The Evolution of Art in Romanticism

The cultural movement known as Romanticism was inspired by the same social and emotional fervors that led to the French revolution. It epitomized individuality, emotion over order, imagination over reason. Anything mysterious, like the occult or remote locations, anything having to do with the human psyche and subjects like nature and medievalism fascinated them. The strange and bizarre mingled with the idealized and romantic; most of all, passion predominated.


The prominent themes of the time were landscapes, or scenes involving a struggle between man and nature, in which nature was often shown to be more powerful. Shipwrecks were a common subject, the most famous being "The Raft of the Medusa," by Théodore Gericault. Other artists, such as English painter John Constable, painted the countryside in an idyllic manner that was not only correct but placed an emphasis on the feelings of the painter, with the longing for the seeming innocence of such scenes.


When it came to painting people, Romantic artists veered away from the portrait as a simple means to depict someone's likeness, to a means of depicting mood and personality. Dark subjects such as suffering and insanity were broached in paintings of psychiatric patients. Portraits of children gained more attention than previously; they were recognized as individuals and valid studies in and of themselves. The most sought-after portrait painter of the time was Sir Thomas Lawrence.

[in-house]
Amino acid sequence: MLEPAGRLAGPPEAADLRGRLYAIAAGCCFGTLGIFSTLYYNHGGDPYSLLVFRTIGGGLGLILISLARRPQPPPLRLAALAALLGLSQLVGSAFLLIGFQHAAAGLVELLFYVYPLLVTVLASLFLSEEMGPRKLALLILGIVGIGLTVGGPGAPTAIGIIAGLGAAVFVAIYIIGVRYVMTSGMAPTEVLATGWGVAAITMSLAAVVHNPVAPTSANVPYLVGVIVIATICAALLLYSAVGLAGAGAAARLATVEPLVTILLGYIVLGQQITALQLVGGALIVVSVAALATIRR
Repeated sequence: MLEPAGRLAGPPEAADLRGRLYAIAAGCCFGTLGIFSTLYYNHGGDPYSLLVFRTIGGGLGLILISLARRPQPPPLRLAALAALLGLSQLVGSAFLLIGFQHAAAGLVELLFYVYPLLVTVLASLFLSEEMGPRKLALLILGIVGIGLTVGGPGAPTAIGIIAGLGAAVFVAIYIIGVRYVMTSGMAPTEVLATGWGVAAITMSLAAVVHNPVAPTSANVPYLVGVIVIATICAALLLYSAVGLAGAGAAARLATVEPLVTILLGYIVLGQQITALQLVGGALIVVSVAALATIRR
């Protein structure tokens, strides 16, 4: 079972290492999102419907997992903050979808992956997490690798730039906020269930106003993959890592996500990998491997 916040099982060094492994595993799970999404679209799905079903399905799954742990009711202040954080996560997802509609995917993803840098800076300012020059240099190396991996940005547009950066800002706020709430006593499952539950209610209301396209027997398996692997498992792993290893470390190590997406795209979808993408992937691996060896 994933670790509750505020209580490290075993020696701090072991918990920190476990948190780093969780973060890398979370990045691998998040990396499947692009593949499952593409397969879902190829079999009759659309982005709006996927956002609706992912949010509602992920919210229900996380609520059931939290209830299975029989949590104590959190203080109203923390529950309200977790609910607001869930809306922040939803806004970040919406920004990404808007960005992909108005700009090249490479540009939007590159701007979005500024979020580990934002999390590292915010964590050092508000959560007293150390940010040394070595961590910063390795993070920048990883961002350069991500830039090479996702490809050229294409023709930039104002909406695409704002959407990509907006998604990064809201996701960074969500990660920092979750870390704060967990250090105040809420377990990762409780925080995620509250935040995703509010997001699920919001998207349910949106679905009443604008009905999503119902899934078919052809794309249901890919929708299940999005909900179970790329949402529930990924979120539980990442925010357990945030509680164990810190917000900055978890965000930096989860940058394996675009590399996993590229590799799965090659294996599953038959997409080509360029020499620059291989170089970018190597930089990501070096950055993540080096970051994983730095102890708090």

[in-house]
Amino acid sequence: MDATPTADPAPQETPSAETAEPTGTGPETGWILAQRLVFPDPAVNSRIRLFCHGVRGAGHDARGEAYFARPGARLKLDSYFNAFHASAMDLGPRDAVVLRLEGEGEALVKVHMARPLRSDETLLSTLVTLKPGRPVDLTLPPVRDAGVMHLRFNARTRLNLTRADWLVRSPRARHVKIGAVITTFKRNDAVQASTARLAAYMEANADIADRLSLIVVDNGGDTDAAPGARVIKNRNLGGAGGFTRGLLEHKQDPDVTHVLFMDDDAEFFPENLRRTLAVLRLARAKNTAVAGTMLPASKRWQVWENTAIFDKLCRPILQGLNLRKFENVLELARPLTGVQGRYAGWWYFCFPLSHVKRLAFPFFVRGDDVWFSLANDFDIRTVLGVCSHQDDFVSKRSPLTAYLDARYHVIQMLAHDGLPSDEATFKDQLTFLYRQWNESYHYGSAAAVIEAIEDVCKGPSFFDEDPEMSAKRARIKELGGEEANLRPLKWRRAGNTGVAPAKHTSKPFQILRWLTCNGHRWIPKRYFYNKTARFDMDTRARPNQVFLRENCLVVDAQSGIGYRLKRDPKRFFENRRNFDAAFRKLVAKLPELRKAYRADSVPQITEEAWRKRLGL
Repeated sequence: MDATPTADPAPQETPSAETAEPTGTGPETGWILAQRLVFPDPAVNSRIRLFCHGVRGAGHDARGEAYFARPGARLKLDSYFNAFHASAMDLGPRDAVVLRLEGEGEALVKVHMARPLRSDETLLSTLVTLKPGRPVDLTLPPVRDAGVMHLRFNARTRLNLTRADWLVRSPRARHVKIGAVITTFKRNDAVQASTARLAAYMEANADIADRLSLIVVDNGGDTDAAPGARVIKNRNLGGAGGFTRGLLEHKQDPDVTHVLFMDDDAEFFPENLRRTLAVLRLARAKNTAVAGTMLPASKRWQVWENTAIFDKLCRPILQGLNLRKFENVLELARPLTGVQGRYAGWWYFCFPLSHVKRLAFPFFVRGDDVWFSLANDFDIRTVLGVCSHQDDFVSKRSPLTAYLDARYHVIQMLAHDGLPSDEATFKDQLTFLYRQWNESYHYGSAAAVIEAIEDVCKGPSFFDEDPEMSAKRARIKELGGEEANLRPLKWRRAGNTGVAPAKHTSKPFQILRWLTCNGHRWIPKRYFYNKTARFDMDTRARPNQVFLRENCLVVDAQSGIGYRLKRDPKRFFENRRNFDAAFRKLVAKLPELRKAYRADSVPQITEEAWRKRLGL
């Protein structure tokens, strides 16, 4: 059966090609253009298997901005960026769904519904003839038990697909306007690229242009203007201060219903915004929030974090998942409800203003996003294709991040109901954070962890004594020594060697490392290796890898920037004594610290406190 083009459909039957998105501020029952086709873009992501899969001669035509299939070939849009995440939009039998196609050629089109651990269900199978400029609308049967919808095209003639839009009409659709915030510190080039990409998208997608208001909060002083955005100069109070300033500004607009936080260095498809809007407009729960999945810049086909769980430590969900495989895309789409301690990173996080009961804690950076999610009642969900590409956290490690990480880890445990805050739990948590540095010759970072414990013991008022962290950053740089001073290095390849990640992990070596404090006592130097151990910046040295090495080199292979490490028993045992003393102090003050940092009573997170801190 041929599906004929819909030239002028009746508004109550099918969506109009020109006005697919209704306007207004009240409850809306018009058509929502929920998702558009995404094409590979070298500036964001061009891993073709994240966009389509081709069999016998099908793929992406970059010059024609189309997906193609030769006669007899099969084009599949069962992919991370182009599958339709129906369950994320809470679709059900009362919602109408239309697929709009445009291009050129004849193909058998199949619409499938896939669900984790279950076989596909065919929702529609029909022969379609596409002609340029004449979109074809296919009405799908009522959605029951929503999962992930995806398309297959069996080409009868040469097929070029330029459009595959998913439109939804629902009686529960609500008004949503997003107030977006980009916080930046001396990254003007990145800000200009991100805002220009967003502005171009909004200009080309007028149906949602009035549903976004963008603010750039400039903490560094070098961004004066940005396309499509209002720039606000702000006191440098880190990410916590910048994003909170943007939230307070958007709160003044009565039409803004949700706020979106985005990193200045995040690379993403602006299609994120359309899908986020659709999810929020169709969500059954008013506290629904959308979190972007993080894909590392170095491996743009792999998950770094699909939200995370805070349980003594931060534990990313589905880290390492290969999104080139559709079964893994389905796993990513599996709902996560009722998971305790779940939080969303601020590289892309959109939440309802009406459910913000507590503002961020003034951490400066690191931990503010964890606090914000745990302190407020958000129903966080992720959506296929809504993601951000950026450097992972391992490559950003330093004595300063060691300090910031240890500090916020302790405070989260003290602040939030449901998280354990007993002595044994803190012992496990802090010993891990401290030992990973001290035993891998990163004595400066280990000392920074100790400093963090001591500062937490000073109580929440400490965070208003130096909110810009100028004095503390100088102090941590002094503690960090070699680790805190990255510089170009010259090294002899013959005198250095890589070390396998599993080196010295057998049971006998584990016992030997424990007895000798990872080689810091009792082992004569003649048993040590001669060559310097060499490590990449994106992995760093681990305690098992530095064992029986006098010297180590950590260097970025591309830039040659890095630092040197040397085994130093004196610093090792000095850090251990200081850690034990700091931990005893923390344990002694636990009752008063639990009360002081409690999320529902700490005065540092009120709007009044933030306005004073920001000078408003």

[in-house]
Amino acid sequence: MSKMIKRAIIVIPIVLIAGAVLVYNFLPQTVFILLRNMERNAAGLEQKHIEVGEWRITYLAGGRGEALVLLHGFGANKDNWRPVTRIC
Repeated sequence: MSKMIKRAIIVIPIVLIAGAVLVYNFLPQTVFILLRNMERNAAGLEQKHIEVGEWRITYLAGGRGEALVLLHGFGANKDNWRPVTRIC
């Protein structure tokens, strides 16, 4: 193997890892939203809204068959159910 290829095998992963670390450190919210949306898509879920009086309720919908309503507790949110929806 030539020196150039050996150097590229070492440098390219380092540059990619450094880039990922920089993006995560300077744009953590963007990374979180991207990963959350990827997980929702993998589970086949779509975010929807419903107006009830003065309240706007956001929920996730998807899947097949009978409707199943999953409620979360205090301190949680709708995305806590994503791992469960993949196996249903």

Other aspects of nature and emotion appeared in paintings of animals, particularly wild animals. Famous menageries --- zoos --- resided in London and Paris; their creatures appeared in sketches by artists like Antoine-Louis Barye and Edwin Landseer. Others focused on the energy and beauty of horses. "The Start of the Race of the Riderless Horses" by Horace Vernet depicted frantic, plunging horses at the Roman Carnival. "Bonaparte Crossing the Alps," a famous painting by Jacques Louis David, has him posed on a rearing horse.

Literature and Geography

Many artists took as their subjects themes from literature or the Bible. Examples include "Salome," who danced for the head of John the Baptist, painted by Henri Regnault; "Portia" of Shakespeare's "Merchant of Venice," by Sir John Everett Millais; and Eugene Delacroix's "Abduction of Rebecca" based on Sir Walter Scott's novel "Ivanhoe." Sir Walter Scott was a great influence in bringing the medieval into fashion. Oriental subjects were also highly sought; artists such as Delacroix and Chassériau traveled to north Africa specifically to draw.

View Singles Near You

Click Here
Cite this Article A tool to create a citation to reference this article Cite this Article